Black Audio Film Collective, still from Signs of Empire

Image: Black Audio Film Collective, still from Signs of Empire

The malleability of film and recorded sound both make this displacement and redeployment within a revealed grammar of oppression possible. The superimposition of words and phrases also helps to create this effect. Somewhat reminiscent of the word/image combinations of childrens’ books, the wording creates a sense of disrupted and disruptive pedagogy; phrases like ‘The hinterlands of narrative’ and ‘the impossible fiction of tradition’ create a conceptual tool-set whilst negating the authority of cultural coding per se. The sounds and images that populate Signs of Empire resonate intensely; many pairs of eyes stare back at us from across centuries and are dilated, made unenigmatic and then enigmatic again, by repetition, superimposition and looping. ‘If you look at their faces … I think they don’t know who they are or what they are. And really what you’re asking me is how the hell one gives them the sense of belonging’. This comment, made by Sir Ronald Bell QC on the BBC’s documentary series Panorama, is looped in small snatches, throughout Signs of Empire. ‘They don’t know who they are or what they are’, ‘If you look at their faces’, ‘Who they are or what they are’ recurs hypnotically against a trance like soundtrack, until the originally contemptuous statement is adulterated into an empowering refutation of identity. As Eshun states in the catalogue, the phrase becomes a mantra that ‘amplified the incapacity of authority to locate subjects whose very presence constituted an irksome reminder of post-imperial malaise.’[3]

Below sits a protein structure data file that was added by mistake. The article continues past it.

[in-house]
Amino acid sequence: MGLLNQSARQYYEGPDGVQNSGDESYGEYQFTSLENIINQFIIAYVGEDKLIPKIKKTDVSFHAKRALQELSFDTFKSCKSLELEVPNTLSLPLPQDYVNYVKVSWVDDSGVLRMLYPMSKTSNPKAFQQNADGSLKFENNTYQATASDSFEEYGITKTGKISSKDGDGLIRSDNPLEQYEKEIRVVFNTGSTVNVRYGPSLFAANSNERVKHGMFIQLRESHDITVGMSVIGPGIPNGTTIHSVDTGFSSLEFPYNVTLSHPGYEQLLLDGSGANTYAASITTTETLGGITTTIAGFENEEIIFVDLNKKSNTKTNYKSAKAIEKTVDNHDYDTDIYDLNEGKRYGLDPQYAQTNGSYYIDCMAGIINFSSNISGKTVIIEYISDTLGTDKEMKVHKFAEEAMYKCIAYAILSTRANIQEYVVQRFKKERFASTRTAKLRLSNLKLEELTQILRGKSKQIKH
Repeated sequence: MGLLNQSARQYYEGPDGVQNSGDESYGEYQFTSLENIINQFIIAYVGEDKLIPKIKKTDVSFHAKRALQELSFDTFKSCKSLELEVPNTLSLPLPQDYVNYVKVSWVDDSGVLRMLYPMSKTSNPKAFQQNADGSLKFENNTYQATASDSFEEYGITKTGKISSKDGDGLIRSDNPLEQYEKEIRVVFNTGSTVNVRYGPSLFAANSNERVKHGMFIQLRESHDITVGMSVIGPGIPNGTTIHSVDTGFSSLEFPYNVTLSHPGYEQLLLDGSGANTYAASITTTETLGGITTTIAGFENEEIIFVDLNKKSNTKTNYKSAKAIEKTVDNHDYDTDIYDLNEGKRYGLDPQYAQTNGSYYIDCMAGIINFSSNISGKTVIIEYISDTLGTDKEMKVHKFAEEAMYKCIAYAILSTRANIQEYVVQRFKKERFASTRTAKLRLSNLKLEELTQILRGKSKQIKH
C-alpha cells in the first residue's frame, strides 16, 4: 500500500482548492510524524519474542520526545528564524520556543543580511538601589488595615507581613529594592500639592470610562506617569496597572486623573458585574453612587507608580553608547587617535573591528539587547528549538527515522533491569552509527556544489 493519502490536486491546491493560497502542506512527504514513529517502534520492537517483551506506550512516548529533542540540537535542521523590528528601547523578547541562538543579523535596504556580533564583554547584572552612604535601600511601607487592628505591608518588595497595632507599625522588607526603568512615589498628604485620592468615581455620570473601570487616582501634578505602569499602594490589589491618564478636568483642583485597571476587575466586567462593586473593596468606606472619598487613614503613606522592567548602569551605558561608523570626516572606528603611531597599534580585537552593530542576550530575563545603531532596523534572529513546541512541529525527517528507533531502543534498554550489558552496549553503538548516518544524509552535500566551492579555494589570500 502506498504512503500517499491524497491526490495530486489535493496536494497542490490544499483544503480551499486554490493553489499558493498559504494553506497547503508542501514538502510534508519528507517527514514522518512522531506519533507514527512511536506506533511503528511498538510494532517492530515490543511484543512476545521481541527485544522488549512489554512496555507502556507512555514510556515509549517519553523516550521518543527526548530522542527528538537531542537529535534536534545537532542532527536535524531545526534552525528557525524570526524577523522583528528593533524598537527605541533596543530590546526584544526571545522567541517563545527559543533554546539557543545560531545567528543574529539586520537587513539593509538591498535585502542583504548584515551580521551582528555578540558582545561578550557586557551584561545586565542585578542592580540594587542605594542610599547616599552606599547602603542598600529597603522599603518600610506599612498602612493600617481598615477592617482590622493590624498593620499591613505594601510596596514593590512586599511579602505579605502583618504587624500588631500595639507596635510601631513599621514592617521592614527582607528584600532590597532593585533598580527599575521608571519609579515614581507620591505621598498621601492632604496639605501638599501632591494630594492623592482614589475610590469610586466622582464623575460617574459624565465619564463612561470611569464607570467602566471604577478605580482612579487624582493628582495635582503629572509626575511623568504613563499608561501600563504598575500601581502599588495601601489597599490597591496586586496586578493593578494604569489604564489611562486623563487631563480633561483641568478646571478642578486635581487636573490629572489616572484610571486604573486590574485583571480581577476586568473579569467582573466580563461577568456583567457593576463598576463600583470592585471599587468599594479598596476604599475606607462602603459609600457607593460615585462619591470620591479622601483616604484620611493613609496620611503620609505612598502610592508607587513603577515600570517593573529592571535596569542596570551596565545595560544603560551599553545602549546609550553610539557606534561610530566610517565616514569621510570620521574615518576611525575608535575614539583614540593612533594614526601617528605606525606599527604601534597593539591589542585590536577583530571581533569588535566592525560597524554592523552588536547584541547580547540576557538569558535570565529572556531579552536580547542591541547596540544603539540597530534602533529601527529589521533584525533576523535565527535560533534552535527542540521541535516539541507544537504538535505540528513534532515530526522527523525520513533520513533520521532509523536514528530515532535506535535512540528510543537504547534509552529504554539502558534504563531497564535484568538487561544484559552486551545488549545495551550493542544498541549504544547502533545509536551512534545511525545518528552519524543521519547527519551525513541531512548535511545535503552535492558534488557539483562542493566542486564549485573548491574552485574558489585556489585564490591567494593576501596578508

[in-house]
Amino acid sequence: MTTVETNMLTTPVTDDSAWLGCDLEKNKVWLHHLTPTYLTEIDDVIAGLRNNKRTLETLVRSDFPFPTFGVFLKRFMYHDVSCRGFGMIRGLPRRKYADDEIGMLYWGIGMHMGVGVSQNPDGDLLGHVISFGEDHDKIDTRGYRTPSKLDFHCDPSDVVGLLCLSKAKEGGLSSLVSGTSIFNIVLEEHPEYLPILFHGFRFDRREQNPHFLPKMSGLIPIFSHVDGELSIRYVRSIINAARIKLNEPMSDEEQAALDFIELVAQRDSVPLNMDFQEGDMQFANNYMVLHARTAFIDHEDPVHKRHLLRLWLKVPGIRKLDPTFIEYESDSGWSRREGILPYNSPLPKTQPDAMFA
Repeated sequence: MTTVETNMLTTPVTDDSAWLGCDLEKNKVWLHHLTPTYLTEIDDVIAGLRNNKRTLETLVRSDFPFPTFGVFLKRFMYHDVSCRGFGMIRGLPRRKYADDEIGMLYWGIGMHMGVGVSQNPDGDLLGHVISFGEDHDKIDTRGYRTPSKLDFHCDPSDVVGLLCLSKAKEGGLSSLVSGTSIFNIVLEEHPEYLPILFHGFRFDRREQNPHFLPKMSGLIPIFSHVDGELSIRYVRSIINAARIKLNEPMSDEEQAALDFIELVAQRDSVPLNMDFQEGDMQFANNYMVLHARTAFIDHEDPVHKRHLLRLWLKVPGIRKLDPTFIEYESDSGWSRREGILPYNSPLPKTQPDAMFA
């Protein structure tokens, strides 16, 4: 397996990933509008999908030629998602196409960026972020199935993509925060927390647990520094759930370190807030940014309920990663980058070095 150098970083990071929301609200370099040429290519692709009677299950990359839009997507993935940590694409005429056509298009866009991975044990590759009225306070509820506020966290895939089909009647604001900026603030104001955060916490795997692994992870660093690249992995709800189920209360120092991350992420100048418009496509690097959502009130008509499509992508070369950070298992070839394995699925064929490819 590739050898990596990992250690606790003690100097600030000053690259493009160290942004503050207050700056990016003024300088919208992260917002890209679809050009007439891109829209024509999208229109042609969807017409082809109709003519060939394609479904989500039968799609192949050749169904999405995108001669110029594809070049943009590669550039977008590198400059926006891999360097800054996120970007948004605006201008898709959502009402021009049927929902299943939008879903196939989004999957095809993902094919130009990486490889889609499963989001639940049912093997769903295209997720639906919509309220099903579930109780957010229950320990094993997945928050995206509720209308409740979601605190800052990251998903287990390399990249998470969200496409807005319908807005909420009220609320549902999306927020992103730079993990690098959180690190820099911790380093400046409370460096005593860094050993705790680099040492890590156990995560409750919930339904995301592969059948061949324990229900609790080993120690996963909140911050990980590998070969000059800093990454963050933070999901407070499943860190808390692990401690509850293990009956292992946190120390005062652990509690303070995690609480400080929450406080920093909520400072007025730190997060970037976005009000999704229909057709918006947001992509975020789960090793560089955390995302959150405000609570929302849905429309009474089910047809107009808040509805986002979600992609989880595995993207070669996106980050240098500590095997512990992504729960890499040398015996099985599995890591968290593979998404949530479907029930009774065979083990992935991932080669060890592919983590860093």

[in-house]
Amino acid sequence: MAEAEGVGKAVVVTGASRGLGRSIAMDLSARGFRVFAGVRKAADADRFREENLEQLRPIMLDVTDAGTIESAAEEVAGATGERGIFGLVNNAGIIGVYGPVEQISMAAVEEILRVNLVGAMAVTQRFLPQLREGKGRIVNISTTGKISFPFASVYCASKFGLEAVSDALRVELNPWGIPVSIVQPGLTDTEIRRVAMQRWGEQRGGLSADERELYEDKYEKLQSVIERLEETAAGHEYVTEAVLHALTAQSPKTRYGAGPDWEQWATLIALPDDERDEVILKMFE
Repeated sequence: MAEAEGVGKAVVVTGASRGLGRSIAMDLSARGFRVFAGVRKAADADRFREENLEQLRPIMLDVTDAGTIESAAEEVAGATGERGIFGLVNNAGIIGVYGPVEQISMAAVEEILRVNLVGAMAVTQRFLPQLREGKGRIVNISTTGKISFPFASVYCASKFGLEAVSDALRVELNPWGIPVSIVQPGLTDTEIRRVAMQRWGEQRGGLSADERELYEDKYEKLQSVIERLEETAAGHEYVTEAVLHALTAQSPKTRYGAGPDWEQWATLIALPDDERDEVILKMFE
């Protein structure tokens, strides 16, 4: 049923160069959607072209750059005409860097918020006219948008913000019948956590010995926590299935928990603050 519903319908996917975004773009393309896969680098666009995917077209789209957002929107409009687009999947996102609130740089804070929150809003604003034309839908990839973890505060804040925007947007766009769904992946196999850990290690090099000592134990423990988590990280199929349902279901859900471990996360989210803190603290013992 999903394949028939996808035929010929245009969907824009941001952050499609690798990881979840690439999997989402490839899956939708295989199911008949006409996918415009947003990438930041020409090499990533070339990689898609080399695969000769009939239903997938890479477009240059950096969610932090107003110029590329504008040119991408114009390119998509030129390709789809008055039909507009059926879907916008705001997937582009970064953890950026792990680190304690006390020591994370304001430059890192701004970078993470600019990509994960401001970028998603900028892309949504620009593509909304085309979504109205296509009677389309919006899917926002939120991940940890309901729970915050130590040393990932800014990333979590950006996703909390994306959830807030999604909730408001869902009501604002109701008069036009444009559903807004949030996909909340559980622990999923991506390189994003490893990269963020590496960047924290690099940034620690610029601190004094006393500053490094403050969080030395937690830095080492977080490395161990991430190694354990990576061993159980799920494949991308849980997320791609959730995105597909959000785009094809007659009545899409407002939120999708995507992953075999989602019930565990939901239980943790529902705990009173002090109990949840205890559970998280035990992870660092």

This now quite distant seeming moment of self-conscious yet not self-righteous black cultural self-reinvention was motivated by the desire to lift off from the mainstream without abandoning working class people. BAFC’s high degree of formal experiment and style was nevertheless combined with an indefatigable dedication to creating new black practitioners and audiences of film through teaching, screenings and workshops. This sense of experiment allows one to look at a displayed flyer for an event at East London venue Four Corners which stipulated ‘Blacks only admitted for screening 4’ without fearing the essentialisms of a black nationalist agenda. If anything, such a screening – possibly one of only a handful – seems experimental and transitional given the films the BAFC were making at this time in the mid ‘80s. Without proferring an agenda for what black cinema should be, one can only imagine that the screening hoped to provoke discussions afterwards deemed impossible between mixed race audiences. A restriction employed to trigger a relaxation of speech and expression rather than the insistence on a shared identity?